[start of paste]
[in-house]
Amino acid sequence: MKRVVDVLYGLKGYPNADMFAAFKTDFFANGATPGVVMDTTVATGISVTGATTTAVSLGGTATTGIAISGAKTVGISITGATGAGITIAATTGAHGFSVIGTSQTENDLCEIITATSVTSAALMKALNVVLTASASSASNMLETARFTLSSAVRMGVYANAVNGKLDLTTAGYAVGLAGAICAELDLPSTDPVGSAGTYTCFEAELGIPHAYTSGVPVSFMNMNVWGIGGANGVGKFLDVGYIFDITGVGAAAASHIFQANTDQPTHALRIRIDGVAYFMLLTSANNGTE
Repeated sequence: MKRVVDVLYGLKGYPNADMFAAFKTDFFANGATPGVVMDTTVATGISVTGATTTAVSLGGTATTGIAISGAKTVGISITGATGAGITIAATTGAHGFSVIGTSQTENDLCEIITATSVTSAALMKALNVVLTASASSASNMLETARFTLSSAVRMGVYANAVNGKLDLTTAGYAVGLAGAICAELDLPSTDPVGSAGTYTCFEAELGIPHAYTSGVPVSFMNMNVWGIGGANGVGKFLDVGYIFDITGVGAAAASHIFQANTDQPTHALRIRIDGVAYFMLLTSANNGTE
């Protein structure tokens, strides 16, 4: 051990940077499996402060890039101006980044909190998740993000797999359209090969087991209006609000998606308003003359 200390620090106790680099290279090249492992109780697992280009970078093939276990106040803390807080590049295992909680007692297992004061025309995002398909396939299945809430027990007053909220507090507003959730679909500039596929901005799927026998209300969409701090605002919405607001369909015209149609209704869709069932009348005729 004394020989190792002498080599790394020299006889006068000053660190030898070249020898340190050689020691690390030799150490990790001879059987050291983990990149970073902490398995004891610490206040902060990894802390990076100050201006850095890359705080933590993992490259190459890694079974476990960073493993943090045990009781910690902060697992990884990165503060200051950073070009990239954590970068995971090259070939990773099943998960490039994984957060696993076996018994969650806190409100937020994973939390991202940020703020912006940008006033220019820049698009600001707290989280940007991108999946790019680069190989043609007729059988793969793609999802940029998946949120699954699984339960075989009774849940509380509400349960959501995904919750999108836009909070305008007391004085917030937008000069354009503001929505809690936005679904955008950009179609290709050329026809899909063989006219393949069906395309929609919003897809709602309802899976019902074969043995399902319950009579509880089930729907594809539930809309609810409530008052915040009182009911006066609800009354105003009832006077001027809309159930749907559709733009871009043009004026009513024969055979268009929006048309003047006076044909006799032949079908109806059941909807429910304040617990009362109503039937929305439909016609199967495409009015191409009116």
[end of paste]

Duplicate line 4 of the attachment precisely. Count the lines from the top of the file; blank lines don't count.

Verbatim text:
């Protein structure tokens, strides 16, 4: 051990940077499996402060890039101006980044909190998740993000797999359209090969087991209006609000998606308003003359 200390620090106790680099290279090249492992109780697992280009970078093939276990106040803390807080590049295992909680007692297992004061025309995002398909396939299945809430027990007053909220507090507003959730679909500039596929901005799927026998209300969409701090605002919405607001369909015209149609209704869709069932009348005729 004394020989190792002498080599790394020299006889006068000053660190030898070249020898340190050689020691690390030799150490990790001879059987050291983990990149970073902490398995004891610490206040902060990894802390990076100050201006850095890359705080933590993992490259190459890694079974476990960073493993943090045990009781910690902060697992990884990165503060200051950073070009990239954590970068995971090259070939990773099943998960490039994984957060696993076996018994969650806190409100937020994973939390991202940020703020912006940008006033220019820049698009600001707290989280940007991108999946790019680069190989043609007729059988793969793609999802940029998946949120699954699984339960075989009774849940509380509400349960959501995904919750999108836009909070305008007391004085917030937008000069354009503001929505809690936005679904955008950009179609290709050329026809899909063989006219393949069906395309929609919003897809709602309802899976019902074969043995399902319950009579509880089930729907594809539930809309609810409530008052915040009182009911006066609800009354105003009832006077001027809309159930749907559709733009871009043009004026009513024969055979268009929006048309003047006076044909006799032949079908109806059941909807429910304040617990009362109503039937929305439909016609199967495409009015191409009116």